Recall that above we described a conceptual model of how Prolog executes nondeterministic programs by talking of a growing and shrinking set of deterministic procedural machines. In order to completely understand how Prolog executes these nondeterministic programs, we must look more carefully at how this growing and shrinking set of machines is actually executed. Clearly Prolog is not executed by actually have a set of hardware machines that grows and shrinks. (While it would be nice, the physics of such machines has not yet been worked out.) Instead these multiple machines must somehow be simulated, or emulated, by a single hardware machine having just one processor.
The Prolog engine keeps track of the states of these multiple machines and uses them to simulate the machine executions. Let's first consider the way Prolog keeps track of the state of a single machine. We can model execution of a single machine by ``expanding'' procedures. When a procedure is called, the actual parameters are matched with the formal parameters. All variables that get values in the matching process, occurrences in the body of the procedure being called and variables in the calling procedure, are replaced by those values. And the procedure call is replaced by the body of the procedure. The explanation is complex but the idea is simple: procedure calls are replaced by procedure bodies, with the variables appropriately set. For example.....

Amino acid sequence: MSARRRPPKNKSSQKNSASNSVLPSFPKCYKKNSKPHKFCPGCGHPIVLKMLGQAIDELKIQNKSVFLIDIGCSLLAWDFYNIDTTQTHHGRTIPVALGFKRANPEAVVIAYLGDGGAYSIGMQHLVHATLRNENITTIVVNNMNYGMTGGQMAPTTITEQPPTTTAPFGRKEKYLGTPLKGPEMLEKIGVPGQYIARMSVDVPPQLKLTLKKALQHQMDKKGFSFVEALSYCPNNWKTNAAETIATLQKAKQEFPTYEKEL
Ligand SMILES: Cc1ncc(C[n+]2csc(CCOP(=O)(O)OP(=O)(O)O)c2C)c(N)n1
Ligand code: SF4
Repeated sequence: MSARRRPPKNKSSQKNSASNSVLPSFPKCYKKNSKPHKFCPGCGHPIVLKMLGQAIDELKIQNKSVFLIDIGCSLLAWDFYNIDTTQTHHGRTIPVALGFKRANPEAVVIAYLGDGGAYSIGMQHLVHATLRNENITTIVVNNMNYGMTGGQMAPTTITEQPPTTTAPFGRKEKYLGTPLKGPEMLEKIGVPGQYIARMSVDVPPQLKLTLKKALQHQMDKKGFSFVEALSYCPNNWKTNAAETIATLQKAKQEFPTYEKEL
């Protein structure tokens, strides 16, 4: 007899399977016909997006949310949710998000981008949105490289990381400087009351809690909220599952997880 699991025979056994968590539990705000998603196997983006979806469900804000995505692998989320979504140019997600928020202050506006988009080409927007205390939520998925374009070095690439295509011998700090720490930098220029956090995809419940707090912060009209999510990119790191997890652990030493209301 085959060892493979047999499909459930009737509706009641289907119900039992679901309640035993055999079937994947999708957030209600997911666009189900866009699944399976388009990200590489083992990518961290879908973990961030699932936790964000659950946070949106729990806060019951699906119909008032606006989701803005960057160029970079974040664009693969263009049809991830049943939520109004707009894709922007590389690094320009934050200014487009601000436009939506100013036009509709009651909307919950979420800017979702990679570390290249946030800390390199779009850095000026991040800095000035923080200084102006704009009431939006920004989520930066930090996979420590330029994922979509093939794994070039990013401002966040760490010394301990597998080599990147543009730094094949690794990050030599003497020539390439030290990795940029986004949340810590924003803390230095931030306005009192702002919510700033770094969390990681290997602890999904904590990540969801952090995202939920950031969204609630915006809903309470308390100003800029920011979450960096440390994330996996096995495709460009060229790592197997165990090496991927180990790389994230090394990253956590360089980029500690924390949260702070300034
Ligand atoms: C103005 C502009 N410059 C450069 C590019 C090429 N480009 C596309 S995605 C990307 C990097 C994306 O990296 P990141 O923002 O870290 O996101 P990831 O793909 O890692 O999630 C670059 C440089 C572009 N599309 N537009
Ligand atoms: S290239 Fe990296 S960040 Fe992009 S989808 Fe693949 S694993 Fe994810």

Now that we have seen how a single machine executes, the real question is in what order does it emulate the multiple machines. Clearly when a query first starts, there is just one machine to execute it. What happens when that machine encounters a procedure defined by multiple clauses? At that point there are several machines to be executed. In what order does Prolog execute them? I.e., how are they scheduled?
The formal counterpart of Prolog execution is the SLD search tree. Each node in the search tree corresponds to a state of one of the machines. Each path through the search tree corresponds to the execution sequence of one of the machines. A branching node in the tree corresponds to a choice point, when a machine is duplicated to create instances of itself that will explore the various alternatives.
Let's look at a simple example to see how this works for the append program when it is called with a final list and it is asked to find all pairs of lists that concatenate to form the given list.
Consider the query: